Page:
If public health is important, should the presumably ‘top job’ in the field in a particular country not be highly coveted? Not if that position is tied to the government’s discretionary decision making. Andrea Hill looks the matter of replacing David Butler-Jones, Canada’s outgoing Chief Public Health Officer, and how there is a real risk the best candidates will not throw their hat into the ring.
In the fall of 2009, Canadians were on edge about their health. The country was in the midst of a worldwide pandemic and people were succumbing to H1N1 by the dozens. Health officials begged those who were ill to stay home and thousands of people across the country spent hours in line waiting to be vaccinated.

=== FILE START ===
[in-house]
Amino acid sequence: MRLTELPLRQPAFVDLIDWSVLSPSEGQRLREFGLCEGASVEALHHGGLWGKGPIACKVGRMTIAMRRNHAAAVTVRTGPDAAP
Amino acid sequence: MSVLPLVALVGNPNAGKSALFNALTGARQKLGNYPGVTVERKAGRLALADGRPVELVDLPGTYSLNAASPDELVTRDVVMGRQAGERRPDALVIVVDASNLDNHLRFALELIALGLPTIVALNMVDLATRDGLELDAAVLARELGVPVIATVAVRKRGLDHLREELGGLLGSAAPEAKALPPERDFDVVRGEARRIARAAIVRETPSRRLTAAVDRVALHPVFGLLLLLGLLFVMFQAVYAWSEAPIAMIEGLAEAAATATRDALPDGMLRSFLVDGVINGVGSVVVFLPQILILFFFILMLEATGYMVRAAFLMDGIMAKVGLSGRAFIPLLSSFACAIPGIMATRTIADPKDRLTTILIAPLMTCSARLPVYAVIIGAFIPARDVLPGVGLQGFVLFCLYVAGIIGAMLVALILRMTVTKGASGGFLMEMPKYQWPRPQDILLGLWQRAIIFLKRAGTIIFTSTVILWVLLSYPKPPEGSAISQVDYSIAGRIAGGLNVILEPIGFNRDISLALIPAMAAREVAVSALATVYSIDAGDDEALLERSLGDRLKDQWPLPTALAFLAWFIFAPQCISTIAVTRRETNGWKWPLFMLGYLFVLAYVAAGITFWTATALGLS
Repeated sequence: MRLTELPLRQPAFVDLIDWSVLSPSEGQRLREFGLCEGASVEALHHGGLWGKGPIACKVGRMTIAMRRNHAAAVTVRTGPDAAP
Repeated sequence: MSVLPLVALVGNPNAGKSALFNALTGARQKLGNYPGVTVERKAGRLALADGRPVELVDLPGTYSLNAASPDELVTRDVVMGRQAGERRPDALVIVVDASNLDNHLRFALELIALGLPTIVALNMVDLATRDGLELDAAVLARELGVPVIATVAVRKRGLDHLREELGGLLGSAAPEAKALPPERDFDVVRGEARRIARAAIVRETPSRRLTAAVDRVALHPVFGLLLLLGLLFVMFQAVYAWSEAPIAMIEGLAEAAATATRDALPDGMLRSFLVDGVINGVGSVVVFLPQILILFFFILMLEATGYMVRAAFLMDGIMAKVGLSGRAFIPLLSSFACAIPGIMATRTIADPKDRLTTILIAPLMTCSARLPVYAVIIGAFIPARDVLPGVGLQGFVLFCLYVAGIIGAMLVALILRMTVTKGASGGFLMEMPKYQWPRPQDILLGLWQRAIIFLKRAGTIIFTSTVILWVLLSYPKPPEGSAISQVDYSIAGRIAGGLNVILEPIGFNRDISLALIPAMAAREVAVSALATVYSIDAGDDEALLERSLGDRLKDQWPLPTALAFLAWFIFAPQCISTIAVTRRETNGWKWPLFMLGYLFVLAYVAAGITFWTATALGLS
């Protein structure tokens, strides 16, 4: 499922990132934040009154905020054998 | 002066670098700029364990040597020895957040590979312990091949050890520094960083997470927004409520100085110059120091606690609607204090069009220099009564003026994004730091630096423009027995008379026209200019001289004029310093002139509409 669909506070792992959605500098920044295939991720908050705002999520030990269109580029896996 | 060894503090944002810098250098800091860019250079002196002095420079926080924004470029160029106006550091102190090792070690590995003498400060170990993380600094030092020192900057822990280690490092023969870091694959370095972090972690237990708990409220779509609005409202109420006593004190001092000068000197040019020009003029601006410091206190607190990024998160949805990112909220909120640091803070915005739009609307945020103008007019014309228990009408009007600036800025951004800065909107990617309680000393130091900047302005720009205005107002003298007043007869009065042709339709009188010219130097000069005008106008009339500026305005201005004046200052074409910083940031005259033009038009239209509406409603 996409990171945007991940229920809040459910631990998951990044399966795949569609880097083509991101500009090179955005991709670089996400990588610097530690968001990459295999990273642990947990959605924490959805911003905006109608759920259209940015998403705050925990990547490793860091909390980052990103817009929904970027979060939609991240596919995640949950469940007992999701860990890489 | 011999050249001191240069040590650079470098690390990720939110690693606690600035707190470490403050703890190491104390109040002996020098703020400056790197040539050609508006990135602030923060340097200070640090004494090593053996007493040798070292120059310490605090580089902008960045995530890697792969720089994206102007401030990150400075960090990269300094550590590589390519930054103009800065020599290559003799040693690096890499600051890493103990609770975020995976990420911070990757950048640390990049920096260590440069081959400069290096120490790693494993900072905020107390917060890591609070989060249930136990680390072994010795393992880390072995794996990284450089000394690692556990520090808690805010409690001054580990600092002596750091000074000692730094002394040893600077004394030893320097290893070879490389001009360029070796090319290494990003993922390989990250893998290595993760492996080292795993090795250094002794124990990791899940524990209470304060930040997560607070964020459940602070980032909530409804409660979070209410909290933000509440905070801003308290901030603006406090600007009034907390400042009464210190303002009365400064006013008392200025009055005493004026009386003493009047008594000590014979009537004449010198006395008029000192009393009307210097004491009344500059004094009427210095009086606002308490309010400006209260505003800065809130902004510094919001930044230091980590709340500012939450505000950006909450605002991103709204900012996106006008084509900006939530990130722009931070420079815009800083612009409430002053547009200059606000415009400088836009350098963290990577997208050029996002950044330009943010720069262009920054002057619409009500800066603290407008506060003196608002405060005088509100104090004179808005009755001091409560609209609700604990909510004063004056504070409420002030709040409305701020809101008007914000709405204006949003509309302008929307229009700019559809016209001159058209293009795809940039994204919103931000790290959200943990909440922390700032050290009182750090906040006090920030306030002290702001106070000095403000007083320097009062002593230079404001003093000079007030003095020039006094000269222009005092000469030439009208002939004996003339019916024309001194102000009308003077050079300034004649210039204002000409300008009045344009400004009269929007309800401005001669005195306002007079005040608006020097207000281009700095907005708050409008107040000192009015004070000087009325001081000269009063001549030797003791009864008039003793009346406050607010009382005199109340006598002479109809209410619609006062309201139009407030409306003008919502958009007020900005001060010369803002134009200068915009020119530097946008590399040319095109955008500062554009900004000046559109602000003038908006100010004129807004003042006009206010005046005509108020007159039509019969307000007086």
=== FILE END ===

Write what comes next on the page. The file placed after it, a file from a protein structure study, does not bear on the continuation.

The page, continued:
Through it all, David Butler-Jones did his best to be Canada’s calm, relaxed face of information about the influenza, often referred to as swine flu. The chief public health officer, who had been appointed in the aftermath of the SARS crisis, appeared in regular news conferences to update Canadians about the latest H1N1 cases and the progress being made by national immunization efforts.
“During H1N1, you saw the public health agency and the chief public health officer work as they were expected to work,” said Kumanan Wilson, Canada research chair in public health policy…
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